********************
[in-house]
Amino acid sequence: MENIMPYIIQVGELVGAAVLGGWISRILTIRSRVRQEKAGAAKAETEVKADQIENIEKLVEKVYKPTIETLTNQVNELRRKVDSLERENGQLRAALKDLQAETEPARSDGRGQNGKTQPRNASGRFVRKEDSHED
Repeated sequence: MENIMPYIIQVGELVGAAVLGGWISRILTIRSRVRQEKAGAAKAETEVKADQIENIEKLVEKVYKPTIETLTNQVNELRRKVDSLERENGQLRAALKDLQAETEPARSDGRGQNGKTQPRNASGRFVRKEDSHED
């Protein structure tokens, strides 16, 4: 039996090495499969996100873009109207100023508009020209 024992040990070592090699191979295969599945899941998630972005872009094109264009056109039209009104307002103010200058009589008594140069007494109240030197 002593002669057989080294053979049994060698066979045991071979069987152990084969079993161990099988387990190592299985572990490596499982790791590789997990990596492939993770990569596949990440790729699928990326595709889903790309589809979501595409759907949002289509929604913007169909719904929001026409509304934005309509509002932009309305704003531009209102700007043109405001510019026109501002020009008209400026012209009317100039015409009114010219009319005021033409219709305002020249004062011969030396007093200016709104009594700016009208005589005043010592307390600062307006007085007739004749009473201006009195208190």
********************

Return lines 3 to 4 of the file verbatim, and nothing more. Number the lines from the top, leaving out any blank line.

Repeated sequence: MENIMPYIIQVGELVGAAVLGGWISRILTIRSRVRQEKAGAAKAETEVKADQIENIEKLVEKVYKPTIETLTNQVNELRRKVDSLERENGQLRAALKDLQAETEPARSDGRGQNGKTQPRNASGRFVRKEDSHED
């Protein structure tokens, strides 16, 4: 039996090495499969996100873009109207100023508009020209 024992040990070592090699191979295969599945899941998630972005872009094109264009056109039209009104307002103010200058009589008594140069007494109240030197 002593002669057989080294053979049994060698066979045991071979069987152990084969079993161990099988387990190592299985572990490596499982790791590789997990990596492939993770990569596949990440790729699928990326595709889903790309589809979501595409759907949002289509929604913007169909719904929001026409509304934005309509509002932009309305704003531009209102700007043109405001510019026109501002020009008209400026012209009317100039015409009114010219009319005021033409219709305002020249004062011969030396007093200016709104009594700016009208005589005043010592307390600062307006007085007739004749009473201006009195208190």